Different solvent mixtures were tested for the solubilization of 5 mg/ml of MAPS: ACN/aqTFA 0.1% 7:3, ACN/aqTFA 0.1% 9:1 and ACN/Chloroform 9:1.

The solutions were manually deposited on top of the regions of interest of the tissues, using a micropipette and 0.5–10 μl classical tips or microloader tips (Eppendorf, Wesseling-Berzdorf, Germany).

2HG profiling in tissues

Detection of 2HG in tissues was performed using the Rapiflex MALDI-TOF mass spectrometer (Bruker Daltonik, Bremen, Germany) which is equipped with a smartbeam laser (Nd:YAG 355 nm) operating at 10,000 Hz. The laser was set in MS dried droplet. MALDI analyses were operated in the reflector negative mode in order to detect the [M-H]- species of 2HG at m/z 147. The following settings were used: mass range analyzed: m/z 0–740, ions source 1 voltage: 19.87 kV, PIE: 2.417 kV, lens: 11.672, reflector 1: 20.835 kV, reflector 2: 1.01 kV, reflector 3: 8.58 kV, detector gain: 3135 V, sample rate 5GS/s, analog offset: 70.1 mV, global attenuator offset: 14%, laser intensity: 70%, movement on samples spot: off, matrix suppression: deflector. The calibration was made in negative mode using maleic acid (m/z 115.01), glutaric acid (m/z 131.04), alpha ketoglutarate (m/z 145.02), ascorbic acid (m/z 175,03) and isocitric acid (m/z 191.03).

MALDI imaging of 1,5-DAN spots

MALDI imaging was performed using a raster step of 50 μm. 5000 shots were acquired per spot and images dataset were constructed using flex imaging (Bruker Daltonik, Bremen, Germany).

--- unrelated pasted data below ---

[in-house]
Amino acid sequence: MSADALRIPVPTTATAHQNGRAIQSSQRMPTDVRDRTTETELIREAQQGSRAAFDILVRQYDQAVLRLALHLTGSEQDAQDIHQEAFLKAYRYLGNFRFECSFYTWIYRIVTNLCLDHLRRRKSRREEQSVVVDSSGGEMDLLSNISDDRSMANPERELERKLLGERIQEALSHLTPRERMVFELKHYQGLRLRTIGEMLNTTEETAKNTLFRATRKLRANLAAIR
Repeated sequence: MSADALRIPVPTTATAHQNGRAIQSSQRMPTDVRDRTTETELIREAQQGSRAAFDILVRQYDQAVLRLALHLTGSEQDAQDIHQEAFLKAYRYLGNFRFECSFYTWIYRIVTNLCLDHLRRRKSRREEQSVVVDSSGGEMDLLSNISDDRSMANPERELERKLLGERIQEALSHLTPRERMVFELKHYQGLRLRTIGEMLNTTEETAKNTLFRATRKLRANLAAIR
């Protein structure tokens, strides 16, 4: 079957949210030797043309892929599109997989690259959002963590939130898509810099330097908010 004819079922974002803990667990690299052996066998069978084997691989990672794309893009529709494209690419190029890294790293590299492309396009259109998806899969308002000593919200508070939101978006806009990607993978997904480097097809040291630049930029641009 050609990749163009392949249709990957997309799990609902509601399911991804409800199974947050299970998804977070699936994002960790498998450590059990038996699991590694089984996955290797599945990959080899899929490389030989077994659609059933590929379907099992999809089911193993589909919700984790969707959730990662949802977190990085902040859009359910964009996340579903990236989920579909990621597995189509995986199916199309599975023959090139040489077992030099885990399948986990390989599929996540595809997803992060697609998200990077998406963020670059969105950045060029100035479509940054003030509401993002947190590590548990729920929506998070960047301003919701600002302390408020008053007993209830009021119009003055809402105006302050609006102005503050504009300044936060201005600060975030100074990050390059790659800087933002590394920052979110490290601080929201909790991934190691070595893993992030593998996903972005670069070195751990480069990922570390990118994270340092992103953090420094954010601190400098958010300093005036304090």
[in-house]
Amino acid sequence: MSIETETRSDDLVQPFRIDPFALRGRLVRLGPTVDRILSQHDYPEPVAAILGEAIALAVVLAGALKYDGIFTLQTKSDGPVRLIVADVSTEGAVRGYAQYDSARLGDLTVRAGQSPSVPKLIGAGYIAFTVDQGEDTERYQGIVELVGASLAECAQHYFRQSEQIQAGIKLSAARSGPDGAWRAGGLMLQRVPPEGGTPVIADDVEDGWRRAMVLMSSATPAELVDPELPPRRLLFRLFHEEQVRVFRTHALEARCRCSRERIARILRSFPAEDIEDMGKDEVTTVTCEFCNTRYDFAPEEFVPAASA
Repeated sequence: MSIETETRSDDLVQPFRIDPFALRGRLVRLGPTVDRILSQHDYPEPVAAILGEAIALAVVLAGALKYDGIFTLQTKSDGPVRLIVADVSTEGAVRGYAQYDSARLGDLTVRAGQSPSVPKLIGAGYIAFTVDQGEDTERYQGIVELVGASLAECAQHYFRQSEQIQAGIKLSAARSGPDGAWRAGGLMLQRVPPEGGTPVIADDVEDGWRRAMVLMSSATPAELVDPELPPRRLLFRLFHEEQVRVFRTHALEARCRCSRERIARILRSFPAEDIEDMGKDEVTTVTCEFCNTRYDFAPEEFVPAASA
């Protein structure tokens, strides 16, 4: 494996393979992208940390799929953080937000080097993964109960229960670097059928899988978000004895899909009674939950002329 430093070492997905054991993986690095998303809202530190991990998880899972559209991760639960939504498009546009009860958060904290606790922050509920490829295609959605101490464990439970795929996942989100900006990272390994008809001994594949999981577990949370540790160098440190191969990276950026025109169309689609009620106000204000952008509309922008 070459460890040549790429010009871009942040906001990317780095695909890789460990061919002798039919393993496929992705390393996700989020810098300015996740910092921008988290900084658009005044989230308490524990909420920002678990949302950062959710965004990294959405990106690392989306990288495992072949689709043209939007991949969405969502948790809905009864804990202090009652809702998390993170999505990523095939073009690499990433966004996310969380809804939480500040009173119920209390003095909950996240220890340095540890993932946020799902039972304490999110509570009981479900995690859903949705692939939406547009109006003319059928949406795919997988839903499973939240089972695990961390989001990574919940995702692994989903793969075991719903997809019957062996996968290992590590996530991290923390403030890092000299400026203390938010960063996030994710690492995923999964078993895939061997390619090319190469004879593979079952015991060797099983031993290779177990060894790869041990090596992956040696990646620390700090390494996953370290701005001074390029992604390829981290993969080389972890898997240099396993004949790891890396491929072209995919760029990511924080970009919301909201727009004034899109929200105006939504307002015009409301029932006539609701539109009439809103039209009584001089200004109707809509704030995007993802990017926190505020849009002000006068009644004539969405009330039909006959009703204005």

Statistical methods

All statistical analysis was performed with Sigma Plot Version 13.0. The corresponding test used for the analysis is depicted in the figure legend.

Results

Evaluation of commercially available matrices for detection of a D-2HG solution via MALDI-TOF

We aimed to find a commercially available matrix that allows for the ionization and desorption of 2HG. So far, only one matrix was reported to be suitable for the MALDI analysis of 2HG in tissues using MALDI-TOF instrumentations. This matrix, MAPS, is however not commercially available [12].

We tested three commercially available matrices for their capability to detect 2HG (Additional file 2: Figure S1a). We analyzed 0.3 μl spots containing 10 mM of D-2HG. This concentration is the mean 2HG level found in IDH-mutant brain tumor tissues [20, 22]. We used matrices that were previously used for the analysis of small molecules and metabolites, namely 2,5-dihydroxydenzoic acid (DHB) [11] and 9-aminoacridine (9AA) [17]. 1,5-diaminonaphtalene (1,5-DAN) [15], a known basic matrix was also tested as it could be adequate for the deprotonization of the acidic 2HG.